Inflammatory myopathies are a heterogeneous group of immune-mediated diseases that involve skeletal muscle as well as many other organs. The classification of inflammatory myopathies has been based on clinical diagnoses, pathological diagnoses, and autoantibodies, independently. Antisynthetase syndrome, characterized by myositis, interstitial lung disease, skin rash, arthropathy, and Raynaud phenomenon, is a clinical entity based on the presence of aminoacyl transfer RNA synthetase (ARS) antibodies in patients’ serum. A cohort study of muscle biopsy entitled “Integrated Diagnosis Project for Inflammatory Myopathies” revealed that of 460 patients with idiopathic inflammatory myopathies, 51 (11%; female:male, 31:20) had antisynthetase myopathy. It is noted that anti-OJ antibodies, one of anti-ARS antibody subtypes, are clearly detected by RNA immunoprecipitation, but not conventional detection methods including line blot and enzyme-linked immunosorbent assays. The combined mean onset age of the patients was 60 years (range 13–85 years). There were no significant HLA-DRB1 alleles associated with anti-ARS antibodies. All patients with antisynthetase myopathy patients presented muscle limb weakness; 14 had severe weakness, 17 neck weakness, 15 dysphagia, and 15 muscle atrophy. Although patients with anti-OJ antibodies showed severe muscle weakness, the clinical presentations defined by anti-ARS antibodies were relatively homogeneous. In muscle pathology, perifascicular necrosis is a distinctive hallmark of antisynthetase myopathy. Patients with antisynthetase myopathy responded to the combination of immunosuppressive therapy, with favorable outcomes. However, interstitial lung disease, found in 41 patients, was more closely related to mortality than myositis. Antisynthetase myopathy has a distinct clinical and histological entity among idiopathic inflammatory myopathies.
Recently, in the field of stroke rehabilitation, some novel concepts and therapeutic interventions have been proposed. It seems that earlier mobilization for acute stroke patients could lead to better functional outcome. In addition, neural plasticity during acute phase of stroke is enhanced, which means that this phase of stroke could be the period when the patients are likely to respond to rehabilitation training. In the future, acute rehabilitation should be aggressively provided in stroke centers in Japan. Some interventions such as non-invasive brain stimulation, centrally-acting drugs and vagus nerve stimulation have been reported to enhance neural plasticity. If these interventions are introduced combined with rehabilitation training, compensatory mechanism for impaired neurological function could be facilitated, leading to further functional recovery. Some robotic devices to support joint movements of the limbs externally have been developed. Robot-assisted rehabilitation can improve the efficacy of rehabilitation training, especially when applied for gait training. Neurofeedback is a sophisticated training system applying real-time monitoring of brain activity with the use of functional neuroimaging. Neurofeedback can be introduced in order to remedy motor imagery of stroke patients even if motor function is severely impaired. Regenerative therapy is a promising therapeutic intervention and some institutions in Japan have already started to introduce this therapy for stroke patients. It is proposed that rehabilitation training should be provided following the introduction of regenerative therapy so that structural reorganization caused by the therapy could lead to beneficial functional reorganization of the damaged brain. With the aim of improving active motor functions of hemiparetic limbs, botulinum toxin injection for limb spasticity after stroke should be combined with rehabilitation training. If these concepts and interventions are introduced aggressively and more widely for stroke patients, it is expected that functional outcome of such patients could be generally improved.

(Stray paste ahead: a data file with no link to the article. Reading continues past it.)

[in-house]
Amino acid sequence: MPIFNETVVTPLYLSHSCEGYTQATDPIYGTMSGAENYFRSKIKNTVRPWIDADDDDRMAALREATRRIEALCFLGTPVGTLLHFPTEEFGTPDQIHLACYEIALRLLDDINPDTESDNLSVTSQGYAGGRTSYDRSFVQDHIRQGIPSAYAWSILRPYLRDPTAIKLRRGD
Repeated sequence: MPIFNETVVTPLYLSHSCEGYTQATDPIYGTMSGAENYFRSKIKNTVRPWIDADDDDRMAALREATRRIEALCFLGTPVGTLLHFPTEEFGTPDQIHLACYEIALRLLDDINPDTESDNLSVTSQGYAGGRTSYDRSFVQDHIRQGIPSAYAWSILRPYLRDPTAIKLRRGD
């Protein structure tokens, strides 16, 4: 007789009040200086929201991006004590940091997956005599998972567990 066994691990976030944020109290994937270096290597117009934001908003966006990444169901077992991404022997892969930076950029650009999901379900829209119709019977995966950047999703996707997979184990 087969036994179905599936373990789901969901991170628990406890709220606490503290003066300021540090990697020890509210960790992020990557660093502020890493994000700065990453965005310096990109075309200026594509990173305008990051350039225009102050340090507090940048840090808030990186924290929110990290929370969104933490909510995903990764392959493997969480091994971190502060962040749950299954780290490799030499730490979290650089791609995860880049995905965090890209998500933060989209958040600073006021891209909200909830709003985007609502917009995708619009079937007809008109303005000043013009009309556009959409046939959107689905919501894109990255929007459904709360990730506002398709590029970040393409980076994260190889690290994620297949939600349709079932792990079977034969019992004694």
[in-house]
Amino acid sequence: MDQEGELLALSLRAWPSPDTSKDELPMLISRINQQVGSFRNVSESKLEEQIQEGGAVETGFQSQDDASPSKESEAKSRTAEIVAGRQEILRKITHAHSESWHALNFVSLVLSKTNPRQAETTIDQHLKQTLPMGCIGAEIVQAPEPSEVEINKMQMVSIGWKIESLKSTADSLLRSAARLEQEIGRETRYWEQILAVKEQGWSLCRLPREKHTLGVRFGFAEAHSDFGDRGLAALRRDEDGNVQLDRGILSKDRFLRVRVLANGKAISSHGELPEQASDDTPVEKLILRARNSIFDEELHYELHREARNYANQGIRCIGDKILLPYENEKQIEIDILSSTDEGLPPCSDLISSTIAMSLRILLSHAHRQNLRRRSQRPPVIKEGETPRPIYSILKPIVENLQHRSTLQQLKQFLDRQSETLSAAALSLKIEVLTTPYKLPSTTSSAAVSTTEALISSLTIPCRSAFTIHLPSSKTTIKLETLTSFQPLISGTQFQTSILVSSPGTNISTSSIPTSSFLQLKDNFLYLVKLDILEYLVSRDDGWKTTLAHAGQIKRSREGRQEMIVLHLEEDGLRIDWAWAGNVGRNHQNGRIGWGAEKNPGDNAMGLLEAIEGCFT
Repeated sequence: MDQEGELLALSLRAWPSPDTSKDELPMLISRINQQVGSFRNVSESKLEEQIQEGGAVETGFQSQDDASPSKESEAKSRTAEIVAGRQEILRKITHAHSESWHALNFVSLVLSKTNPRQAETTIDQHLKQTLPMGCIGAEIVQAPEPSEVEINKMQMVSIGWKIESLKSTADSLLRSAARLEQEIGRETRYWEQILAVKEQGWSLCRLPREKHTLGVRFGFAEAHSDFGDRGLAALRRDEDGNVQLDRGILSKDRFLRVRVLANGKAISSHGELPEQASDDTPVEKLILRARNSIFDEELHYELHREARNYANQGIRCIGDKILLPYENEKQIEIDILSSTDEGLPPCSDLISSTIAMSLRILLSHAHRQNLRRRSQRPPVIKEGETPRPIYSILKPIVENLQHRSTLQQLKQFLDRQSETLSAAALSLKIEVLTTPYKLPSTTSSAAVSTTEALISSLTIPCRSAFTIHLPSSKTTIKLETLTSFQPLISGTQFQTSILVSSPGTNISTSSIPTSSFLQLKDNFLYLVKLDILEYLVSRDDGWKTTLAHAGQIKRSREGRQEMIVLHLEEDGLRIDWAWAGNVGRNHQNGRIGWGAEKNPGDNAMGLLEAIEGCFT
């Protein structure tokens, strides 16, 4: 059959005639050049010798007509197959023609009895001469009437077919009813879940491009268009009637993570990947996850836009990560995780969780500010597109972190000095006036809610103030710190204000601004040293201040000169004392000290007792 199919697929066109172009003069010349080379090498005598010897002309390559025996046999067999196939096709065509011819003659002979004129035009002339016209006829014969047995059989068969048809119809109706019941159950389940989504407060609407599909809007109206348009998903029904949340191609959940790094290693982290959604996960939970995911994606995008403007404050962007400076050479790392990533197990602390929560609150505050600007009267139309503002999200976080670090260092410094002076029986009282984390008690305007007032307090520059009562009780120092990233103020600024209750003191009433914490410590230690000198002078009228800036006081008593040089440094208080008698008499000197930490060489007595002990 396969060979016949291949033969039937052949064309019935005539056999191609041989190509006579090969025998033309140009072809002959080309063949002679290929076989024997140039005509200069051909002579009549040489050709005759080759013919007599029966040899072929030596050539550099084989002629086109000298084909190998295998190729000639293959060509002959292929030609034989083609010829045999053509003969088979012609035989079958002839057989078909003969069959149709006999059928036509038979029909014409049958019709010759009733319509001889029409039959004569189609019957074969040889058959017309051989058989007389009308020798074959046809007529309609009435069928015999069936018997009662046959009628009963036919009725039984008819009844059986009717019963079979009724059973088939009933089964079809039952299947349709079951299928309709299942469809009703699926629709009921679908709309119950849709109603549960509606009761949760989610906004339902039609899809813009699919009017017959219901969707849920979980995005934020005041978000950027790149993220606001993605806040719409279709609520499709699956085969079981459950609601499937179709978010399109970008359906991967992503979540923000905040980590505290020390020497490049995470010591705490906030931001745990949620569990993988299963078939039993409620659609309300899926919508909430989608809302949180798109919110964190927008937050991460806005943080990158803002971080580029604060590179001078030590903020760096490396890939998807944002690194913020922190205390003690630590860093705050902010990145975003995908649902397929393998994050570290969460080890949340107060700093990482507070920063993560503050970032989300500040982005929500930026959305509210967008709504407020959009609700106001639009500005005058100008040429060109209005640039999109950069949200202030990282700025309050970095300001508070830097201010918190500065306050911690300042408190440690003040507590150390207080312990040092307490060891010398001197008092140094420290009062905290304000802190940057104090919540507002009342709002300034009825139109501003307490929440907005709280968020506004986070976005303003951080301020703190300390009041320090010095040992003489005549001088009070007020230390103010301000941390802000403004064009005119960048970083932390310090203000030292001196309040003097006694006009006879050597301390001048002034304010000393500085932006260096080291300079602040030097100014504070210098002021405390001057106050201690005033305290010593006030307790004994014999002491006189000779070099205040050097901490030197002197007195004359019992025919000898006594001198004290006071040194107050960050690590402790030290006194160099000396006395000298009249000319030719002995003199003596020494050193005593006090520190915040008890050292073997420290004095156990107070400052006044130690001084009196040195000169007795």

In amyloid β-related angiitis, cortical or subcortical microbleeding or cortical superficial siderosis supports clinical diagnosis. However, here we present a 75-year-old female case of amyloid β-related angiitis that did not initially show these lesions. The patient developed right homonymous hemianopia and aphasia, and subsequently became comatose. Her brain lesions progressed extensively from the left occipital lobe to the bilateral cerebral hemispheres, with diffused leptomeningeal lesions and scattered DWI high-intensity lesions. After pathological diagnosis, steroid treatment improved her symptoms as well as imaging findings. No hemorrhagic lesions were detected in the T2*-weighted imaging performed before treatment. However, susceptibility-weighted imaging performed after treatment showed a number of lesions with microbleeding. The clinical features of amyloid β-related angiitis that do not show hemorrhagic lesions at onset should be investigated for rapid therapeutic intervention in the future.